In England, it was the ancient custom on St. John’s Eve to light large bonfires after sundown, which served the double purpose of providing light to the revelers and warding off evil spirits.  This was known as “setting the watch”. People often jumped through the fires for good luck. In addition to these fires, the streets were lined with lanterns, and people carried cressets (pivoted lanterns atop poles) as they wandered from one bonfire to another. These wandering, garland-bedecked bands were called a “marching watch”. Often they were attended by morris dancers, and traditional players dressed as a unicorn, a dragon, and six hobbyhorse riders. Just as May Day was a time to renew the boundary of one’s own property, so Midsummer’s Eve was a time to ward the boundary of the city.

Customs surrounding St. John’s Eve are many and varied.  At the very least, most young folk plan to stay up throughout the whole of this shortest night. Certain courageous souls might spend the night keeping watch in the center of a circle of standing stones. To do so would certainly result in either death, madness, or (hopefully) the power of inspiration to become a great poet or bard. (This is, by the way, identical to certain incidents in the first branch of The Mabinogion.) This was also the night when the serpents of the island would roll themselves into a hissing, writhing ball in order to engender the “glain”, also called the “serpent’s egg”, “snake stone”, or “Druid’s egg”. Anyone in possession of this hard glass bubble would wield incredible magical powers. Even Merlyn himself (accompanied by his black dog) went in search of it, according to one ancient Welsh story.

Snakes were not the only creatures active on Midsummer’s Eve. According to British faery lore, this night was second only to Halloween for its importance to the Wee Folk, who especially enjoyed a ridling on such a fine summer’s night. In order to see them, you had only to gather fern seed at the stroke of midnight and rub it onto your eyelids. But be sure to carry a little bit of rue in your pocket, or you might well be “pixie-led”. Or, failing the rue, you might simply turn your jacket inside out, which should keep you from harm’s way. But if even this fails, you must seek out one of the “ley lines”, the old straight tracks, and stay upon it to your destination. This will keep you safe from any malevolent power, as will crossing a stream of “living” (running) water.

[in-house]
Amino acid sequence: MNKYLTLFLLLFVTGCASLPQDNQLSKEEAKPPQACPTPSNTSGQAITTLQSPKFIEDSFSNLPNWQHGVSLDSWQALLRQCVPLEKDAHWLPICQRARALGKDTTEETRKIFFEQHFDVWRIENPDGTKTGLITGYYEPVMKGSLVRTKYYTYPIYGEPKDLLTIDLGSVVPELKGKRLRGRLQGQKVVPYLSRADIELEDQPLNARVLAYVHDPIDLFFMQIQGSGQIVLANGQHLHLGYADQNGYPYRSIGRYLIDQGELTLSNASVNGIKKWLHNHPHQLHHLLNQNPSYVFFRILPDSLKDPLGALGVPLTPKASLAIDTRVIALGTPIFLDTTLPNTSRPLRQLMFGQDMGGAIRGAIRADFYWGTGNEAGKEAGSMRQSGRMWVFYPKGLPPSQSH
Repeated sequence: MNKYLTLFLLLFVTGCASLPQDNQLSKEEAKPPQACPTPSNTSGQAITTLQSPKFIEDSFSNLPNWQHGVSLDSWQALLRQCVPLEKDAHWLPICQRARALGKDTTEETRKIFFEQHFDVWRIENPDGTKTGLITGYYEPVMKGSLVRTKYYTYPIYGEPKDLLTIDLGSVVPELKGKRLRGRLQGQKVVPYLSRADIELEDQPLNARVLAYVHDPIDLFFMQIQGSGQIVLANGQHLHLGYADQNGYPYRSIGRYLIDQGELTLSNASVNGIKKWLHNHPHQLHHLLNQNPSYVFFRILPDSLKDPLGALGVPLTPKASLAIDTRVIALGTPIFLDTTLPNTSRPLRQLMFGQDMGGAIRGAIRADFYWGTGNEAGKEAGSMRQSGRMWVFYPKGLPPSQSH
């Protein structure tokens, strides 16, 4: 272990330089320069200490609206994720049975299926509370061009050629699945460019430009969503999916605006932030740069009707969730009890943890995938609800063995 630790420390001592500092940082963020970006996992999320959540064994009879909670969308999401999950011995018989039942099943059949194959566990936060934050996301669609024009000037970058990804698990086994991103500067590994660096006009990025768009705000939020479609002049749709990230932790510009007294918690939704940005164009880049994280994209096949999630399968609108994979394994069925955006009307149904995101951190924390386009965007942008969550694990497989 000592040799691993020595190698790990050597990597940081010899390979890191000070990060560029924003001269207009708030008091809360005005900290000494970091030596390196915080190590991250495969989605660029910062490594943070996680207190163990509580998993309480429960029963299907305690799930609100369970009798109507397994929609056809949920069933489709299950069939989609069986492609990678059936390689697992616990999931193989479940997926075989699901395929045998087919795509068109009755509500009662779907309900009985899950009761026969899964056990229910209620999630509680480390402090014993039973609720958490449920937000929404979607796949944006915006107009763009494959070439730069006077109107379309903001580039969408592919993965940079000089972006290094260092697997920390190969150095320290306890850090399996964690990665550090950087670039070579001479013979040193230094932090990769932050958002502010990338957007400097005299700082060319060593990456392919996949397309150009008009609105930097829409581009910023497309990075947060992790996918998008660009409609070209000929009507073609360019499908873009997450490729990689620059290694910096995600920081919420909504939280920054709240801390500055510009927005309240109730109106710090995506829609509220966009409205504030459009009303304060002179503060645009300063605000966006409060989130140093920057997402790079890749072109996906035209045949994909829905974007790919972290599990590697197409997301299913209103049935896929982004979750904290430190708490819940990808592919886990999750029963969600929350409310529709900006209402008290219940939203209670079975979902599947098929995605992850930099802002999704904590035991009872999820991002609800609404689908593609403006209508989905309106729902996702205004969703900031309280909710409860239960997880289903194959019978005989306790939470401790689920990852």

Other customs included decking the house (especially over the front door) with birch, fennel, St. John’s wort, orpin, and white lilies. Five plants were thought to have special magical properties on this night: rue, roses, St. John’s wort, vervain, and trefoil. Indeed, Midsummer’s Eve in Spain is called the “Night of the Verbena (Vervain)”. St. John’s wort was especially honored by young maidens who picked it in the hopes of divining a future lover.

And the glow-worm came With its silvery flame, And sparkled and shone Through the night of St. John, And soon has the young maid her love-knot tied.

There are also many mythical associations with the summer solstice, not the least of which concerns the seasonal life of the God of the sun. Inasmuch as I believe that I have recently discovered certain associations and correspondences not hitherto realized, I have elected to treat this subject in some depth in my ‘Death of Llew’ essay.  Suffice it to say here, that I disagree with the generally accepted idea that the Sun God meets his death at the summer solstice. I believe there is good reason to see the Sun God at his zenith—his peak of power—on this day, and that his death at the hands of his rival would not occur for another quarter of a year. Material drawn from the Welsh mythos seems to support this thesis. In Irish mythology, midsummer is the occasion of the first battle between the Fir Bolgs and the Tuatha De Danaan.

Altogether, Midsummer is a favorite holiday for many Witches in that it is so hospitable to outdoor celebrations.  The warm summer night seems to invite it. And if the celebrants are not, in fact, skyclad, then you may be fairly certain that the long ritual robes of winter have yielded place to short, tunic-style apparel. As with the longer gowns, tradition dictates that one should wear nothing underneath—the next best thing to skyclad, to be sure. (Incidentally, now you know the real answer to the old Scottish joke, “What is worn beneath the kilt?”)

The two chief icons of the holiday are the spear (symbol of the Sun God in his glory) and the summer cauldron (symbol of the Goddess in her bounty). The precise meaning of these two symbols, which I believe I have recently discovered, will be explored in the essay on the death of Llew. But it is interesting to note here that modern Witches often use these same symbols in their Midsummer rituals. And one occasionally hears the alternative consecration formula, “As the spear is to the male, so the cauldron is to the female.” With these mythic associations, it is no wonder that Midsummer is such a joyous and magical occasion!


Document Copyright © 1983 – 2009 by Mike Nichols. Text editing courtesy of Acorn Guild Press. Website redesign by Bengalhome Internet Services, © 2009

Goddess of the Day for April 8th – Blodeuwedd

Goddess of the Day

Blodeuwedd